Students hold panel discussion after showing climate change movie

Submitted by Shawn Reeves
2007-03-04 20:57:39

March 4, 2007; Brookline, MA
In a well planned interaction with their local community today, the Environmental Club at the Dexter and Southfield School showed the public An Inconvenient Truth, the documentary recently awarded best documentary (and best music/song) by the Academy of Motion Picture Arts and Sciences. About 150 members of the school and the public enjoyed exhibits, light refreshments, the documentary, and a questions put to a panel of three experts.
One of the experts, Stephen C. Nodvin, Ph.D., a professor at Mt. Ida College in nearby Newton, was trained and certified to be a "Climate Messenger" for The Climate Project, the organization behind the documentary. To find related events across the country, see their website:
Also on the panel were Marc Plante, Ph.D. a scientist, sales director at Citizenre, a member of the Union of Concerned Scientists, American Chemical Society, and Citizens Advocating Renewable Energy in Middleton, MA; and Michael J. Iacono, Senior Staff Scientist, Radiation and Climate Group, Atmospheric and Environmental Research, Inc., and an observer and climatologist, Blue Hill Meteorological Observatory.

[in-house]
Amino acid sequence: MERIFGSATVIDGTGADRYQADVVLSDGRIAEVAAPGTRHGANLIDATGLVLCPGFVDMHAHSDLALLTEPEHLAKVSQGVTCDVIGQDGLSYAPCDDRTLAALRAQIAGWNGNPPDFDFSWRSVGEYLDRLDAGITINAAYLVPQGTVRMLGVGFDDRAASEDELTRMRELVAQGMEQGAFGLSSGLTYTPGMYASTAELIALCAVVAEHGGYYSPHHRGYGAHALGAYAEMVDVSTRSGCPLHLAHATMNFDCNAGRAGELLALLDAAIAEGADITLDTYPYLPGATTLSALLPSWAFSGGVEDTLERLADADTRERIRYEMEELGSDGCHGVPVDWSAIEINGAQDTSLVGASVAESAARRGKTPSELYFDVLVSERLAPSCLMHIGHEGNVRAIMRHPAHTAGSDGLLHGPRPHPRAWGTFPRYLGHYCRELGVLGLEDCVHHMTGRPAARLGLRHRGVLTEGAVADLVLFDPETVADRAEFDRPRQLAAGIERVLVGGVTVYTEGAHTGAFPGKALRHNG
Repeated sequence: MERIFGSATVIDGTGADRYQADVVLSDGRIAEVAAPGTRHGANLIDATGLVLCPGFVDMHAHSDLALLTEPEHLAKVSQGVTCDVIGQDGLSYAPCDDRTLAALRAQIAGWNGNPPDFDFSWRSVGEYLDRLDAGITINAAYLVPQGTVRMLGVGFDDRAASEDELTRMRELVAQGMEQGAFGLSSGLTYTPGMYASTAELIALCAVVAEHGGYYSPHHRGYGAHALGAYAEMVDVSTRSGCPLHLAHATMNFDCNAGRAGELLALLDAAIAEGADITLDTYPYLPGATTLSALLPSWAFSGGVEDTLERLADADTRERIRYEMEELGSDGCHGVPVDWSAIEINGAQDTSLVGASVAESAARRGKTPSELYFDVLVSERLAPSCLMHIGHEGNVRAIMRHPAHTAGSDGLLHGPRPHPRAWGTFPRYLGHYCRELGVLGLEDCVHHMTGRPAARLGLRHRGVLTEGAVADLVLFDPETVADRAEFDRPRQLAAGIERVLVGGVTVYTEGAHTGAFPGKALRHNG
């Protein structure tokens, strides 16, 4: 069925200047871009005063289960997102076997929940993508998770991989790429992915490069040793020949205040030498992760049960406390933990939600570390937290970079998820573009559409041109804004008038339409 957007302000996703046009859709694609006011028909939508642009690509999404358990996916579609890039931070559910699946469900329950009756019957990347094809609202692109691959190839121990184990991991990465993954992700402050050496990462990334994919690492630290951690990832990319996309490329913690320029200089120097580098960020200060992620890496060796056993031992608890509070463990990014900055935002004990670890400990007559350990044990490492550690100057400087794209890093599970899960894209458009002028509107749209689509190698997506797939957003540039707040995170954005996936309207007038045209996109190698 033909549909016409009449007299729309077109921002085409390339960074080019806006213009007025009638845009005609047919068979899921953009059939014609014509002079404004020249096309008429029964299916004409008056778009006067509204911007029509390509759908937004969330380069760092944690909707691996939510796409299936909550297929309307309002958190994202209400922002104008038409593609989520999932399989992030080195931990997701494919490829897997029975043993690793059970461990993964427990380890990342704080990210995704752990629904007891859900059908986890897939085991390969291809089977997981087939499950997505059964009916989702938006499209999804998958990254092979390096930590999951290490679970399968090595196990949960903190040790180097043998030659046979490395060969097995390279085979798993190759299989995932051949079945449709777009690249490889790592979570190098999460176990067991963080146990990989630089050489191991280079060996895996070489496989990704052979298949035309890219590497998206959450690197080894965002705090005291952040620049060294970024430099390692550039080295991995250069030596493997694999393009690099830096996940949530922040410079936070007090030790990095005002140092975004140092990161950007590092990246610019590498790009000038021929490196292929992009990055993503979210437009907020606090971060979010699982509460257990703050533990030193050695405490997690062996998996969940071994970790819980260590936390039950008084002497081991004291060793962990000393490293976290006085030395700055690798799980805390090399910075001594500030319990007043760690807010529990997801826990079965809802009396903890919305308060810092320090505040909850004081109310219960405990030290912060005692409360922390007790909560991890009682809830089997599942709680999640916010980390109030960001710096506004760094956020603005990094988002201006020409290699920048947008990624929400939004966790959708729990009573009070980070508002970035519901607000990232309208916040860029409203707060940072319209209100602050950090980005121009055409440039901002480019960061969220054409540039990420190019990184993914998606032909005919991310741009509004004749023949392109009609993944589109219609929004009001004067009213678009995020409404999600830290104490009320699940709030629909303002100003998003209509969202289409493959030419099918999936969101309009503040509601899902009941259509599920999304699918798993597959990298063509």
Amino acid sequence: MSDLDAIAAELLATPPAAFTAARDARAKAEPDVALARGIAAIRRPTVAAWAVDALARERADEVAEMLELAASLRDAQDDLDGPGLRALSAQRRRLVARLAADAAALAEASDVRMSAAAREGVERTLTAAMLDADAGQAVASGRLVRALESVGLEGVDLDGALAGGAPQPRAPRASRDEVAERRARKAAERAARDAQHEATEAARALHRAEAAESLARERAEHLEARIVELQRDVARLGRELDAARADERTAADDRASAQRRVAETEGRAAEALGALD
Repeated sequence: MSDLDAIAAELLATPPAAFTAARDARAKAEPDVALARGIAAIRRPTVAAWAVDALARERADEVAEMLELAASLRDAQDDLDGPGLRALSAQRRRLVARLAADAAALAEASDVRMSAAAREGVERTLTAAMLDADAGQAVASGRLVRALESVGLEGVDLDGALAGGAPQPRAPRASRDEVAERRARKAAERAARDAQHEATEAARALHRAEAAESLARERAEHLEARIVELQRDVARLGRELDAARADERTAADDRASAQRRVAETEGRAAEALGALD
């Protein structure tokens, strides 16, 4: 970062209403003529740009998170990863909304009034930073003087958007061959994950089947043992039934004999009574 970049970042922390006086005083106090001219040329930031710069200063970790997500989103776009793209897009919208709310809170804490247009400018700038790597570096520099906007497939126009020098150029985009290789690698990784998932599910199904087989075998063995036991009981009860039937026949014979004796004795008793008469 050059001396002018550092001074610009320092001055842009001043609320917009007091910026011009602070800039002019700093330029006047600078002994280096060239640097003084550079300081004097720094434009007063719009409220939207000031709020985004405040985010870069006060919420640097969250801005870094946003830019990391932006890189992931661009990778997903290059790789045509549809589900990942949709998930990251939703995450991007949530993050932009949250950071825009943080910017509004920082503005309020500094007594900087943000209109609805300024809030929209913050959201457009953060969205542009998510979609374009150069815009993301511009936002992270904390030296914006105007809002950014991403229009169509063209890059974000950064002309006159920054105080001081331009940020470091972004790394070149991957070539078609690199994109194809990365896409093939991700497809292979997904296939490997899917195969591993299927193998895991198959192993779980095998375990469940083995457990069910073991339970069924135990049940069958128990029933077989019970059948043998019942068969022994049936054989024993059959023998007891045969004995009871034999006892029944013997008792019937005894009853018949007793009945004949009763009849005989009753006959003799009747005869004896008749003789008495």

Exhibitors included Blue Hill Meteorological Observatory, Citizenre Corporation, the school's Environmental Club, National Public Radio's Living on Earth, Mt. Ida College, the Union of Concerned Scientists, and, all who presented attendees with scientific data, ideas for reduction of carbon emissions and energy waste, educational opportunities, and ways residents and businesses in Massachusetts can install renewable energy generators with help from the Commonwealth's Renewable Energy Trust. (Living on Earth)
The Environmental Club gave away about 100 compact fluorescent light bulbs; If those replace incandescent lights in the recipients' homes, then about 50 tons less carbon dioxide will be emitted thanks to this effort.
Two of the students hosting the event presented questions, gathered from emails, to the panel: How might the local climate change in the near future? Where would policy change have a better effect, in developed or in developing countries? What can we do personally to mitigate climate change? Is harmful global warming inevitable, or can we turn it back/keep it at bay? Afterwards, the panel discussed questions from adults and children in the audience.

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